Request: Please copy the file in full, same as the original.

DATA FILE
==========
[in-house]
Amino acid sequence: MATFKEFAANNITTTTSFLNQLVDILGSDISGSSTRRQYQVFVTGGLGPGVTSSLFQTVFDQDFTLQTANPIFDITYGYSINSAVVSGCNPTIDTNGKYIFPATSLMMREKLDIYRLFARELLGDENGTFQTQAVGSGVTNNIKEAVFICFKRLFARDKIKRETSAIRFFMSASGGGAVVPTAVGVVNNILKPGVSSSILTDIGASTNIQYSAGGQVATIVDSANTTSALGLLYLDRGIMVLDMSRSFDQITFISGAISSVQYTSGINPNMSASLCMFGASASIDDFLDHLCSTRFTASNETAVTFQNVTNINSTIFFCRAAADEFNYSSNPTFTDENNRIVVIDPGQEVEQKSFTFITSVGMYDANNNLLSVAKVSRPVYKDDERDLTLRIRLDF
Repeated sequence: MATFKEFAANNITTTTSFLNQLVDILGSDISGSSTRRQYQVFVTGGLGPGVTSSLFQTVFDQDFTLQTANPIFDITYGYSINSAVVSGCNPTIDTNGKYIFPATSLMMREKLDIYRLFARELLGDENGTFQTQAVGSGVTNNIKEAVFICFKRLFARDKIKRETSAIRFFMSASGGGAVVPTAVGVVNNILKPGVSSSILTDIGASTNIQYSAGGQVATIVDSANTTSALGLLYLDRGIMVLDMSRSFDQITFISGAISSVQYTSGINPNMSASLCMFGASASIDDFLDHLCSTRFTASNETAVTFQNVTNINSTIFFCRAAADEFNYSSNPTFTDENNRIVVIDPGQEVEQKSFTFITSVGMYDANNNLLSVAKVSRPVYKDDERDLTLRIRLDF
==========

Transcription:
[in-house]
Amino acid sequence: MATFKEFAANNITTTTSFLNQLVDILGSDISGSSTRRQYQVFVTGGLGPGVTSSLFQTVFDQDFTLQTANPIFDITYGYSINSAVVSGCNPTIDTNGKYIFPATSLMMREKLDIYRLFARELLGDENGTFQTQAVGSGVTNNIKEAVFICFKRLFARDKIKRETSAIRFFMSASGGGAVVPTAVGVVNNILKPGVSSSILTDIGASTNIQYSAGGQVATIVDSANTTSALGLLYLDRGIMVLDMSRSFDQITFISGAISSVQYTSGINPNMSASLCMFGASASIDDFLDHLCSTRFTASNETAVTFQNVTNINSTIFFCRAAADEFNYSSNPTFTDENNRIVVIDPGQEVEQKSFTFITSVGMYDANNNLLSVAKVSRPVYKDDERDLTLRIRLDF
Repeated sequence: MATFKEFAANNITTTTSFLNQLVDILGSDISGSSTRRQYQVFVTGGLGPGVTSSLFQTVFDQDFTLQTANPIFDITYGYSINSAVVSGCNPTIDTNGKYIFPATSLMMREKLDIYRLFARELLGDENGTFQTQAVGSGVTNNIKEAVFICFKRLFARDKIKRETSAIRFFMSASGGGAVVPTAVGVVNNILKPGVSSSILTDIGASTNIQYSAGGQVATIVDSANTTSALGLLYLDRGIMVLDMSRSFDQITFISGAISSVQYTSGINPNMSASLCMFGASASIDDFLDHLCSTRFTASNETAVTFQNVTNINSTIFFCRAAADEFNYSSNPTFTDENNRIVVIDPGQEVEQKSFTFITSVGMYDANNNLLSVAKVSRPVYKDDERDLTLRIRLDF